The State Department's Rose Gottemoeller, under secretary for arms control and international security, spoke at the Brookings Institution Thursday where she reaffirmed the United States' "unassailable" commitment to putting the nuclear weapons genie back in the bottle. Gottemoeller told the attendees at the Arms Control and Non-Proliferation Initiative-sponsored event that "the U.S. commitment to achieving the peace and security of a world without nuclear weapons is unassailable."
She went on to note that the nation's stockpile of active weapons is down 85 percent from maximum cold war levels, falling to 4,804 in 2013 from a high of 31,255. But, she said, "We still have more work to do."
As you all might know, I have been traveling quite a bit lately and was just recently in the Czech Republic for a conference on the Prague Agenda. I reminded people at that conference that when President Obama laid out his vision for the peace and security of a world free of nuclear weapons, he made it clear that it was not a desirable, but unattainable dream. The Prague Agenda is an achievable long-term goal and one worth fighting for. I will say here what I said in Prague. There should be no doubt: the U.S. commitment to achieving the peace and security of a world without nuclear weapons is unassailable. We continue to pursue nuclear disarmament and we will keep faith with our Nuclear Non-Proliferation Treaty (NPT) commitments, prominent among them, Article VI. Our responsible approach to disarmament has borne fruit in the form of major reductions in nuclear weapons, fissile material stocks and infrastructure. These efforts have led us to reduce our nuclear arsenal by approximately 85% from its Cold War heights. In real numbers, that means we have gone from 31,255 nuclear weapons in our active stockpile in 1967 to 4,804 in 2013. We know we still have more work to do.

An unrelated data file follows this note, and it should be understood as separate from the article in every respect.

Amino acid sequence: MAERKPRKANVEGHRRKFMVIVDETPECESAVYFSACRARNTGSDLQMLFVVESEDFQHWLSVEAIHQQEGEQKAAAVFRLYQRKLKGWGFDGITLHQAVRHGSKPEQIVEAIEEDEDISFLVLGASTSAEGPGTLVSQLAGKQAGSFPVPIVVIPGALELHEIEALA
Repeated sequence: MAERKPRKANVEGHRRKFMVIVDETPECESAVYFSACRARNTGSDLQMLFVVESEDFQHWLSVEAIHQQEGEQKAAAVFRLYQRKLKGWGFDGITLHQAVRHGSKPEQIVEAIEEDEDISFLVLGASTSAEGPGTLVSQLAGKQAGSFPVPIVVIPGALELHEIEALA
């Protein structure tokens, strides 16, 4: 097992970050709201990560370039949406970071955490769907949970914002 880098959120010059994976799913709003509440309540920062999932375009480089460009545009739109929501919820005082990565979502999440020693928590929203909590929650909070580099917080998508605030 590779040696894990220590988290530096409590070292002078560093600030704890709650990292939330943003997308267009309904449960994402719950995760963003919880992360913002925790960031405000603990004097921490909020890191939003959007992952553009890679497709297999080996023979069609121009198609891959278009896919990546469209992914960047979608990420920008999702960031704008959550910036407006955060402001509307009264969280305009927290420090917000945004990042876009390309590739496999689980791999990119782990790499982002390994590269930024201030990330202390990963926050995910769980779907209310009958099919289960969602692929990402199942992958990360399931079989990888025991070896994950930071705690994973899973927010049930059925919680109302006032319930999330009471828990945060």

According to the Bulletin of the Atomic Scientists, which is put out by the Federation of American Scientists, Russia has about the same number of active weapons now as the U.S., and both countries have several thousand more warheads awaiting deactivation. Due to security concerns governments are reluctant to divulge exact numbers, but it's generally beleived that most of the older nuclear powers (U.S., Russia, the UK, and France) have reportedly been gradually declining their stockpiles. Israel, never publicly acknowledging its possession of nuclear weapons, is believed to be holding steady on its stockpile. China, India, and Pakistan, on the other hand, are all still believed to be gradually increasing their numbers. The exact status of North Korea's nuclear program and stockpile of weapons remains unknown.
Not only is China's stockpile of nuclear weapons believed to still be on the increase, but this week the Washington Free Beacon reported that China is continuing to develop delivery systems. This past Saturday, China conducted a test of an intercontinental ballistic missile capable of delivering multiple warheads.
A Pentagon spokesman declined to comment on the report.